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Will these pawpaw shoots grow into trees and make a grove?

 
pollinator
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Welcome, Mr. Judd!  I have wanted to grow paw paw ever since first trying one. Just got my first harvest this year (two fruits).

I have a question about the shoots that the trees produce.  My two trees are four years old now, and have begun putting up a lot of shoots within about ten foot radius of main trunks.  If I leave these be, will they grow into trees in their own right, forming a grove?  Also, are the shoots beneficial to the “parent” tree?
 
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According to Dave Jacke and Eric Toesmeier's OUTSTANDING book Edible Forest Gardens: Volume One, the Paw Paw "forms long-lived thickets; it is conceivable that a single individual could live for thousands of years by sending up new shoots to replace the old."(page 309 in Appendix One).    Pretty cool.
 
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Those shoots are also good for digging up and giving to friends to start their own groves.

I bought some itty bitty paw paw "trees" ( not even big enough to qualify as whips,) from a couple of nurseries, but then someone with so many baby shoots all around her big paw paw trees that she had trouble getting to the trees for the fruit let me dig up many of those shoots for myself and to give to friends. Those dug up root suckers have been much happier than the nursery-bought ones. Also, the ones I kept in pots, getting only a little direct sunlight seem much happier than the ones I planted out in direct sunlght. I plan to put them in the ground next spring while they are still dormant.

I have also found that they are NOT deer proof. Maybe the deer don't like them, but they only decide that after they have munched all the leaves and even yanked them up, so I do now have little chicken wire fences around them. I am also considering putting agribon or fine netting around the chicken wire to cut down on the direct light going to the ones in direct sun.

They also definitely like water and don't mind wet feet. I have three who have thrived in an unheateed greenhouse in 5-gallon buckets with no drainage and always damp soil.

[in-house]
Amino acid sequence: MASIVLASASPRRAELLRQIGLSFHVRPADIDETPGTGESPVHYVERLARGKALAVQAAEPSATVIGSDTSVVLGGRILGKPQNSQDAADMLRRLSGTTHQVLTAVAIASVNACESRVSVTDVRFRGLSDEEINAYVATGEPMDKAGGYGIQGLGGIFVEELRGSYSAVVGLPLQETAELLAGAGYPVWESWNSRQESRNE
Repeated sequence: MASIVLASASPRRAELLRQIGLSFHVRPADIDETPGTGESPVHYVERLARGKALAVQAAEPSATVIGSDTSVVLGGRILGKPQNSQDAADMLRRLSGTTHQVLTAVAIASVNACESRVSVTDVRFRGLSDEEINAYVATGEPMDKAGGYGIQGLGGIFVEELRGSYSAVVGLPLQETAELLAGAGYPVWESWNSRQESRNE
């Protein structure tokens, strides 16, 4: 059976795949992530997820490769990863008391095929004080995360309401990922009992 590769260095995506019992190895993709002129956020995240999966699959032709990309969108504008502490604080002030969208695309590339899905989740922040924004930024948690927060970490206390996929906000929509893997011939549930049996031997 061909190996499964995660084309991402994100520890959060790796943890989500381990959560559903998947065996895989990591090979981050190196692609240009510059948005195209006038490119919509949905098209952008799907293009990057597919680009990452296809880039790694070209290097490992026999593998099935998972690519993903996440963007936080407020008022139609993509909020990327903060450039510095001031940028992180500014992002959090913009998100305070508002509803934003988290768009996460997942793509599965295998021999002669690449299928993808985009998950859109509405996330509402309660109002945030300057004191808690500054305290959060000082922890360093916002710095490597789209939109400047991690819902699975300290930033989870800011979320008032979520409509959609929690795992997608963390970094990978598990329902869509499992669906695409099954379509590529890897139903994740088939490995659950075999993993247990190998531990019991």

All that being said, they are definitely not big trees at this point, just healthy whips.

I am in zone 5.
 
pollinator
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https://nature.mdc.mo.gov/discover-nature/field-guide/pawpaw

Other Common Name: Papaw; Paw Paw; American Custard Apple; Missouri Banana
Family: Annonaceae (custard apples)
Description: Pawpaw is a large shrub to small tree with a slender trunk and broad crown; grows in colonies.

Leaves are alternate, simple, 6–12 inches long, 3–5 inches wide, broadest above the middle; margin lacking teeth; upper surface green; lower surface pale; emitting an odor when bruised.

Bark is light ash to dark brown, thin, smooth, later becoming warty with blotches.

Twigs are slender, olive-brown, often blotched, smooth, becoming rougher when older, often with a warty surface. Emits a disagreeable odor when crushed; terminal bud velvet brown, lacking scales; flower bud rounded, overwinters on previous year’s twig.

Flowers March–May; perfect (with male and female parts in same flower), dark reddish purple, solitary, drooping, about 1 inch across, appearing before the leaves and with an odor of fermenting purple grapes.

Fruits September–October. Banana-shaped, cylindrical, 3–5 inches long, green at first and yellow when ripe; pulp sweet, edible, with custardy texture.
Size:

Height: to 30 feet; grows in colonies.

Grows in dense shade on moist lower slopes, ravines, valleys, along streams, and at the base of wooded bluffs. Produces suckers from the roots, forming groves or thickets. The leaves turn yellow in autumn and remain on the tree late into the season. Pawpaw is a member of a tropical family and has no close relatives in Missouri. In nature, it is associated with sweet gum, river birch, sycamore, and roughleaf dogwood.

 
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Mk Neal wrote:Welcome, Mr. Judd!  I have wanted to grow paw paw ever since first trying one. Just got my first harvest this year (two fruits).

I have a question about the shoots that the trees produce.  My two trees are four years old now, and have begun putting up a lot of shoots within about ten foot radius of main trunks.  If I leave these be, will they grow into trees in their own right, forming a grove?  Also, are the shoots beneficial to the “parent” tree?



The shoots will become trees and form a thicket but that will slow down fruit production as it shades itself out sometimes I’ll let a shoot ten feet away grow to establish a properly sourced ‘orchard’ ideally these shoots get grafted (which is done easily) especially if you don’t know the genetics of the rootstock. 10-12 ft is recommended spacing for productive trees in full sun.

The ‘paw paw’ is a long lived root system potentially living for hundreds of years, that will continuously send up shoots that live an avg of 20-30 years. So (are the shoots beneficial to the parent) yes but not optimal for fruiting.
 
stephanie gelfan
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Michael, Thank you for this: "The shoots will become trees and form a thicket but that will slow down fruit production as it shades itself out .... 10-12 ft is recommended spacing for productive trees in full sun."

That tells me that I should keep putting my dug up shoots where they will get full sun....and does that sound right, that I should give them some protection from full sun while they are still whips? (Like their mama would if they weren't dug up?)
 
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